“Never sign anything without me reading it first.”
Cautionary words from my husband, an attorney, whose ability to read and interpret the fine print has saved my life, so to speak, on more than one occasion. That all-in-the-family attitude toward a profession is something almost every doctor also knows well. Through me, my husband, relatives, friends, and sometimes acquaintances can get what I call a “healthcare quickie,” a free, two-minute sideline. They can also have the full boat: a thoughtful, comprehensive consultation that serves to either allay an irrational fear or as guidance for legitimate health concerns.
Offering advice to family and friends, many physicians might agree, is one of the most obvious rewards of having a medical degree. Knowing all too well how difficult and frustrating it can be to navigate the medical system, those of us who can facilitate this process for the ones we care about likely feel like it’s a win-win for all involved. But is it? What about the third party player in this scenario? Your friend or family member’s real doctor?
I had occasion to think hard about this when my father was hospitalized this past Christmas for an acute on chronic problem that I was able to commandeer locally. It was — not unexpectedly — a very mixed experience. With every new professional encounter, I had to survey the landscape; gauge the responsiveness; and tread around egos, hierarchy, and badges.
Probably because most of us have at times been the insider resource, when we’re on the other side of the desk — the physicians who are to provide the actual healthcare service — we can generally sniff out relatives who are “in the healing business” within the first ten or 15 minutes of a new patient encounter. Be they spouses, fathers, sisters, mothers, or brothers, the style of their questions, answers, and especially their interjections give them right away.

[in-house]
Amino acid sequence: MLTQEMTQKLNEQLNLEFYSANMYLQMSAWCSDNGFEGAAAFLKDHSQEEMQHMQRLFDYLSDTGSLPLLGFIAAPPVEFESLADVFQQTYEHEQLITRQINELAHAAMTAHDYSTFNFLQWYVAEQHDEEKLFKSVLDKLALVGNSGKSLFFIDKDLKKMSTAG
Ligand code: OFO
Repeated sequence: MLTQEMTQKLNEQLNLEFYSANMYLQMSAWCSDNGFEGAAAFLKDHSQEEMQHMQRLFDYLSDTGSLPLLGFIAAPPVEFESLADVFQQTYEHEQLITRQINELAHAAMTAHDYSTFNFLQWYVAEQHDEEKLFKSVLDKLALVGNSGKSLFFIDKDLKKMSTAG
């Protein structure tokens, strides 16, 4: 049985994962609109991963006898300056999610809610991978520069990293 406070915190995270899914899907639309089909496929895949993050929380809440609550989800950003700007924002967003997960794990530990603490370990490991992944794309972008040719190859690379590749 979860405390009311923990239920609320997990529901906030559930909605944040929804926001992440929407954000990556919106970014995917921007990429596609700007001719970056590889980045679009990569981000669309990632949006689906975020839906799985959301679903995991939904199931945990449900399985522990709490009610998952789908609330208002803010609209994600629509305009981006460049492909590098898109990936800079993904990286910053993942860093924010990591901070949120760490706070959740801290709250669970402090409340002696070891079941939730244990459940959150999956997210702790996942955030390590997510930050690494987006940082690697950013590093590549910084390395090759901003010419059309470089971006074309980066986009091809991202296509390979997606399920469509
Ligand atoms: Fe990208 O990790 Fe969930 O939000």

In my case, I told my father’s story several hundred times (or so it seemed) to the ER doctors, the specialists, the hospitalists, nurses, physical therapists, and EEG and ultrasound techs. To anyone who cared and listened, I shared all the information we had, using the lingo, offering my opinion, and eliciting theirs. I sounded in turn deferential and sometimes too aggressive.
The impulse to participate as actively as possible in a loved one’s care is well-meaning and logical. After all, we speak the language and are skilled at communicating pertinent positives and negatives. Yet following my recent family experience, I found myself wondering about the shakedown between being constructive and, well, disruptive. I asked some of my colleagues to weigh in. Here’s a sampling of their responses.
“I don’t mind as long as they are reasonable.”
“I feel more pressure to perform well, say the right thing, or do a perfect physical exam.”
“I feel a bit like I am being supervised.”
“It can be helpful because the family member can explain things to the patient.”
To me, their words sound about right. In the end, there should be a unified purpose toward wellness, no matter what side of the desk we might find ourselves on. When we encounter patients who come with that family member doctor, this may mean a little extra patience, remembering that watching a loved one in pain is stressful and confusing, even for those whose profession it is to treat and heal on a daily basis.
Yet just as importantly, when we’re the family members, we must be mindful of the fact that that the “real doctor” is here to help. Therefore, that we need to treat him or her with politeness, appreciation, and respect.
Natalie Azar is a rheumatologist who blogs at The Doctor Blog.